She says one of the things that attracted her to UConn was the Dodd Center's collection of Puerto Rican material which, she says, is the largest and best collection of Puerto Rican material on the mainland. She adds that a former professor of history at UConn, Francisco Scarano, had been instrumental in helping the University obtain a large private collection of such material. In addition, the University has a well established Center for Latin American and Caribbean Studies and the Institute of Puerto Rican and Latino Studies.
No stranger to the mainland, Silvestrini has spent time at Stanford where she obtained a J.S.M. degree in 1990 and where she was a visiting professor of law for two years and a fellow at the Center for Advanced Study in the Behavioral Sciences. She has also been a visiting scholar at Harvard and a doctoral teaching fellow at SUNY-Albany.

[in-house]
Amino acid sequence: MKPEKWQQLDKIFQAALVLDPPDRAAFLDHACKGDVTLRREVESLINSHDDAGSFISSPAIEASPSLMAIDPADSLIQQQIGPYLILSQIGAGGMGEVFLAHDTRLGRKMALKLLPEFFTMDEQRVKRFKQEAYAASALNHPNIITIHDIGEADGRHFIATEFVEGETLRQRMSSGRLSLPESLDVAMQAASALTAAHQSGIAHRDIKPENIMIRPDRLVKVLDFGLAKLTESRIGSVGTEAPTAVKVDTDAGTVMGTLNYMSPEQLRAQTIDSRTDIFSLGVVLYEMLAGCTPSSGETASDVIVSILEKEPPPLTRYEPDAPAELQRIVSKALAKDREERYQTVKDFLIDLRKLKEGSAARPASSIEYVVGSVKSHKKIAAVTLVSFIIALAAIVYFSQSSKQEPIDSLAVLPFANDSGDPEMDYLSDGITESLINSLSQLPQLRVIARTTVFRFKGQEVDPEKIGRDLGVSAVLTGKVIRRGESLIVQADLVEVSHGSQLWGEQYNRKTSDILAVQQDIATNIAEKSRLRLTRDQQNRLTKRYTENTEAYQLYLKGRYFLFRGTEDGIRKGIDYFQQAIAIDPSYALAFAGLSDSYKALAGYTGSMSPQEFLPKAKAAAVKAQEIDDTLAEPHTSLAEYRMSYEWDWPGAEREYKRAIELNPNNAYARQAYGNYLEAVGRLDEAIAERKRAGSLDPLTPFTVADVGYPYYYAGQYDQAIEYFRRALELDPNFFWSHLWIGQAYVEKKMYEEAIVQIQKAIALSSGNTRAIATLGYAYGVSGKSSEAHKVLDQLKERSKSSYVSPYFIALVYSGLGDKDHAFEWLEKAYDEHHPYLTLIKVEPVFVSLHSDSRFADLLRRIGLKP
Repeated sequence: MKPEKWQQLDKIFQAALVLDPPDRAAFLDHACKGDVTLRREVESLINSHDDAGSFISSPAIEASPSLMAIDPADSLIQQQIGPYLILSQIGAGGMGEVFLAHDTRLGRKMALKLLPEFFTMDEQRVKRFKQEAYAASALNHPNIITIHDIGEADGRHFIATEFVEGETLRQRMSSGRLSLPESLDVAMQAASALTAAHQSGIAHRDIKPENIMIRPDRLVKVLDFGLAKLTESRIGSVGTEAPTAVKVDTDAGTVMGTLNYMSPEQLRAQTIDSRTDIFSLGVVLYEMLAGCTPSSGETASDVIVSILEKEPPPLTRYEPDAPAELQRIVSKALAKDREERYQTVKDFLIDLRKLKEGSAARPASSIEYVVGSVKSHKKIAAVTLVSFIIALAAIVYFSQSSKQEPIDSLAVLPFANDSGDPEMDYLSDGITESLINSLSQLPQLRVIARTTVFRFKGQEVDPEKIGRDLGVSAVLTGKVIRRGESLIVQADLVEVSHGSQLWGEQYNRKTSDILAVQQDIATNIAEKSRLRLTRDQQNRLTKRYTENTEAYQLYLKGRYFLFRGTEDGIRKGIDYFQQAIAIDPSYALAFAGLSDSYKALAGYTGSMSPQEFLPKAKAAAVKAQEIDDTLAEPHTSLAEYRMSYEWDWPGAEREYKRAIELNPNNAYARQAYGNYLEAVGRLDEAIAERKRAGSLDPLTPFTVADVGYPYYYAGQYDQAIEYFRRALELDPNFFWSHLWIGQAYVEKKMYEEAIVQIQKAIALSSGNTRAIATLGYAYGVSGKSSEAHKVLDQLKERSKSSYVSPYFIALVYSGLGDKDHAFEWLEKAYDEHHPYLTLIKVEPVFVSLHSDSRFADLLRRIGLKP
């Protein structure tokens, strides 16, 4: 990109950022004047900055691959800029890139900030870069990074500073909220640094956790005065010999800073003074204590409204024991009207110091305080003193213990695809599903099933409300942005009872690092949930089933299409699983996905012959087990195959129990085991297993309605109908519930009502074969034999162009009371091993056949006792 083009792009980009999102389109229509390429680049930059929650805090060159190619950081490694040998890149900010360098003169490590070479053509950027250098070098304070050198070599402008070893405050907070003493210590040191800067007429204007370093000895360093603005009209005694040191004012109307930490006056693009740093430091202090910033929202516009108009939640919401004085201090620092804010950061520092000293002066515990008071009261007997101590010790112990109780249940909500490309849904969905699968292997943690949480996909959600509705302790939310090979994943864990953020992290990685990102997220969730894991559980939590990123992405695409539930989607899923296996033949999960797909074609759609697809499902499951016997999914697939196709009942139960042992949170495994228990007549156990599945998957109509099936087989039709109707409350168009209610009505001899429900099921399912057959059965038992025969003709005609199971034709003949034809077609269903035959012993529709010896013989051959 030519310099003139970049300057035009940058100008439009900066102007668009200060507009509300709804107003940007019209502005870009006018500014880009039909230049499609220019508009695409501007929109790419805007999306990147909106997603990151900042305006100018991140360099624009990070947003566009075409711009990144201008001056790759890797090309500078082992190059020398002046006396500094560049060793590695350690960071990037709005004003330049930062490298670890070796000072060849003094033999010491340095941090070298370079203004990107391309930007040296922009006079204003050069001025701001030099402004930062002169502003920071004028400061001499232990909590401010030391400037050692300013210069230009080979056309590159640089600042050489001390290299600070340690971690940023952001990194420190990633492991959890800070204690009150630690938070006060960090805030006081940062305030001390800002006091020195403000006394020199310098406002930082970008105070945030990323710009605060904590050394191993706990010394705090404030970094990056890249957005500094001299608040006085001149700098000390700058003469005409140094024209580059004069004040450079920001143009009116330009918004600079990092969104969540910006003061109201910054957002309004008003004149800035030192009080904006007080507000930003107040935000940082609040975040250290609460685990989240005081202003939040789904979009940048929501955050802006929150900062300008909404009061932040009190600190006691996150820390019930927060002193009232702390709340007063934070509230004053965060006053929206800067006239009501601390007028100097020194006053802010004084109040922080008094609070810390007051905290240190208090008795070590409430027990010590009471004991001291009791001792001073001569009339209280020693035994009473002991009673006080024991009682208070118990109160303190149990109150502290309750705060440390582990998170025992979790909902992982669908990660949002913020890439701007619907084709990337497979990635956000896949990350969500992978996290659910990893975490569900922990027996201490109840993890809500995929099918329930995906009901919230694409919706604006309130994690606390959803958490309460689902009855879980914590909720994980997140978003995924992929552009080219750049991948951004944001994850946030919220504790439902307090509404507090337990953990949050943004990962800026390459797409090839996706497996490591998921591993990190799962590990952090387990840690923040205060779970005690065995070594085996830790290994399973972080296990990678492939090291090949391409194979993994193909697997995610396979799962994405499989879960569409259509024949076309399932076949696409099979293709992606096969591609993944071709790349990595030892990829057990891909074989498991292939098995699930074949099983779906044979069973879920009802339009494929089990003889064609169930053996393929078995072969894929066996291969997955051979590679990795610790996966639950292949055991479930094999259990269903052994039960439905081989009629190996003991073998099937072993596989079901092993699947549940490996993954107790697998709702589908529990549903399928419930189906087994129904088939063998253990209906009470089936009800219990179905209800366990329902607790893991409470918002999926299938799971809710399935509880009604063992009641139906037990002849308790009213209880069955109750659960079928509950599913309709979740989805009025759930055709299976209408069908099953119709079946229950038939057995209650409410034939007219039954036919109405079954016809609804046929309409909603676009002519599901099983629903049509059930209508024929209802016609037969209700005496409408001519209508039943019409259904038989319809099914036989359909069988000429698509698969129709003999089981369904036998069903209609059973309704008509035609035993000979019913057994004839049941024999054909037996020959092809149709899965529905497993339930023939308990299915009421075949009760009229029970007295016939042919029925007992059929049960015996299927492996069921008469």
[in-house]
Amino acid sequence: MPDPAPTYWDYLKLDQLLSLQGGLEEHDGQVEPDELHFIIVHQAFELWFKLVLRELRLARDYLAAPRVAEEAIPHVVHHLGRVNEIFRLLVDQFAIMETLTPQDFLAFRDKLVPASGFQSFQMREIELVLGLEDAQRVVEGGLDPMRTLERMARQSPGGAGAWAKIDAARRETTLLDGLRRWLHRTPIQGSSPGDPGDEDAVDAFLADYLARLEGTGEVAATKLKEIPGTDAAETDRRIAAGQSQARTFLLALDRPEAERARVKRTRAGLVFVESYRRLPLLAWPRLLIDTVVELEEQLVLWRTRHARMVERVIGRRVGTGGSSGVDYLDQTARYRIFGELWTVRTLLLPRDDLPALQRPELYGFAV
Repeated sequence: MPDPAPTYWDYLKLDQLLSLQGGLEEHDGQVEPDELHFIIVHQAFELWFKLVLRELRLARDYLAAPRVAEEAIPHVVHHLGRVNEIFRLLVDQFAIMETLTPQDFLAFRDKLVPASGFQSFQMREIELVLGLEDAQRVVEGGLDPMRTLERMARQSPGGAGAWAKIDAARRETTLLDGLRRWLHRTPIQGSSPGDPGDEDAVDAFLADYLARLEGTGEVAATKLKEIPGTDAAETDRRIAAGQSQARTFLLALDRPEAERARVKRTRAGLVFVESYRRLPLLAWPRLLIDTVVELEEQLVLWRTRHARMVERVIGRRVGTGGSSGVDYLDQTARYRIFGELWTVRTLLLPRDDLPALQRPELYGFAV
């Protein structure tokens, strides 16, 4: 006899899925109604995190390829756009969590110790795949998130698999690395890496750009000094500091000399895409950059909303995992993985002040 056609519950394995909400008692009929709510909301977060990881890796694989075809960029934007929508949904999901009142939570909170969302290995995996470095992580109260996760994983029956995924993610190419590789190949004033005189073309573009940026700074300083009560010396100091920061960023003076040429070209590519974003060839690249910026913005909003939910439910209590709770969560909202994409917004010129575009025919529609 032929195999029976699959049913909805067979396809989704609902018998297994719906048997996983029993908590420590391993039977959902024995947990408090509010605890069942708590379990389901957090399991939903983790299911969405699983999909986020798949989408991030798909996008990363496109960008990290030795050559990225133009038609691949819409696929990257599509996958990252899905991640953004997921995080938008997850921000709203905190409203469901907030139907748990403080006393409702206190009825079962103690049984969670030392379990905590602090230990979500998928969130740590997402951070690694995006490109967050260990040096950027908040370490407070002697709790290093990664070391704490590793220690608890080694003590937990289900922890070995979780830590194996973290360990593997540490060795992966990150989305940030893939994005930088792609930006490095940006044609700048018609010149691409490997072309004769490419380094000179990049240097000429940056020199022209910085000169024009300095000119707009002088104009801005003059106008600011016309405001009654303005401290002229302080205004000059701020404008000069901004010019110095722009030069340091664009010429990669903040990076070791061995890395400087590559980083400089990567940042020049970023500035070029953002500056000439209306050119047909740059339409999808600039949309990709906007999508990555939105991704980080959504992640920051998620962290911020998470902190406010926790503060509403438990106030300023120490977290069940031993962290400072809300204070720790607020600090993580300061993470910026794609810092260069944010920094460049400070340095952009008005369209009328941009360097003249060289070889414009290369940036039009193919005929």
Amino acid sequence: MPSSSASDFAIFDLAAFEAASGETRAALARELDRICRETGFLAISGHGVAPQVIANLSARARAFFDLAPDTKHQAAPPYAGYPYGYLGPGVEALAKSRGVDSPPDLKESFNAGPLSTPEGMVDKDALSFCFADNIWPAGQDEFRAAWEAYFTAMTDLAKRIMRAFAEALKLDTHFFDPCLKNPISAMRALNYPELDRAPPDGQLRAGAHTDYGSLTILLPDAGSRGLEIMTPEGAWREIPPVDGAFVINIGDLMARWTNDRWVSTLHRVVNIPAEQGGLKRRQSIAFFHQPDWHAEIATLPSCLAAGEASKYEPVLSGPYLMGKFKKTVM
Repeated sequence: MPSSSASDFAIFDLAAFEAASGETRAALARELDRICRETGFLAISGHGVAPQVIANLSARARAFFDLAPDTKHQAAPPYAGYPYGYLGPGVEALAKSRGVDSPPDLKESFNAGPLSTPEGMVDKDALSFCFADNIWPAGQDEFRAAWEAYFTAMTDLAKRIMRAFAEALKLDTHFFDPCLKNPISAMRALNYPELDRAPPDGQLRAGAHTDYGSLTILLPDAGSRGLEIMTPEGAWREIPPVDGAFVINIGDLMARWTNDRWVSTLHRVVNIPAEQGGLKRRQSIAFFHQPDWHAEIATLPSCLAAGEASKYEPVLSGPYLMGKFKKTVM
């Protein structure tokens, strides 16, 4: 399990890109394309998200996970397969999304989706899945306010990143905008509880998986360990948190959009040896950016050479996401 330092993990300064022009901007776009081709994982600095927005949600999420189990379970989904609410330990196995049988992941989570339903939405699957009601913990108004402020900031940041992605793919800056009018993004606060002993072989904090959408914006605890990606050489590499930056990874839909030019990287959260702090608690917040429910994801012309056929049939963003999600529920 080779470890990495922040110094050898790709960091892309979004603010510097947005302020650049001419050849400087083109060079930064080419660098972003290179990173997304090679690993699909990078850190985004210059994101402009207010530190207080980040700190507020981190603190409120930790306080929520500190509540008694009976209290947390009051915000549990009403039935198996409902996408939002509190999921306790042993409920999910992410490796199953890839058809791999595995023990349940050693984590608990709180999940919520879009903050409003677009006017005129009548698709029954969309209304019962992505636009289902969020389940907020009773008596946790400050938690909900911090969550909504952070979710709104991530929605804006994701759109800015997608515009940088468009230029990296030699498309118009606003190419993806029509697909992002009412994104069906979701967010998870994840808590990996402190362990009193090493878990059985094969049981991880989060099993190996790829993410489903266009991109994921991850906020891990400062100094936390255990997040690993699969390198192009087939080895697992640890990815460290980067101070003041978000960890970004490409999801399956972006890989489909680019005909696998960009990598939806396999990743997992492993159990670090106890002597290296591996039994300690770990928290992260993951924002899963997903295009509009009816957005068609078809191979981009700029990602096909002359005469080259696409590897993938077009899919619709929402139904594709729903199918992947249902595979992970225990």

Her range of research interests is wide: socio-cultural changes in the Spanish Caribbean from 1880-1940, gender history, the history of public health and tropical medicine, and other aspects of the intersection of law and society.
The issue of "cultural citizenship," a term coined by a group of Latino scholars to describe the kinds of issues illustrated by the story of Puerto Ricans in San Jose, is a recent focus. Silvestrini says that cultural citizenship issues "bring my two interests in law and history together."
Claims of citizenship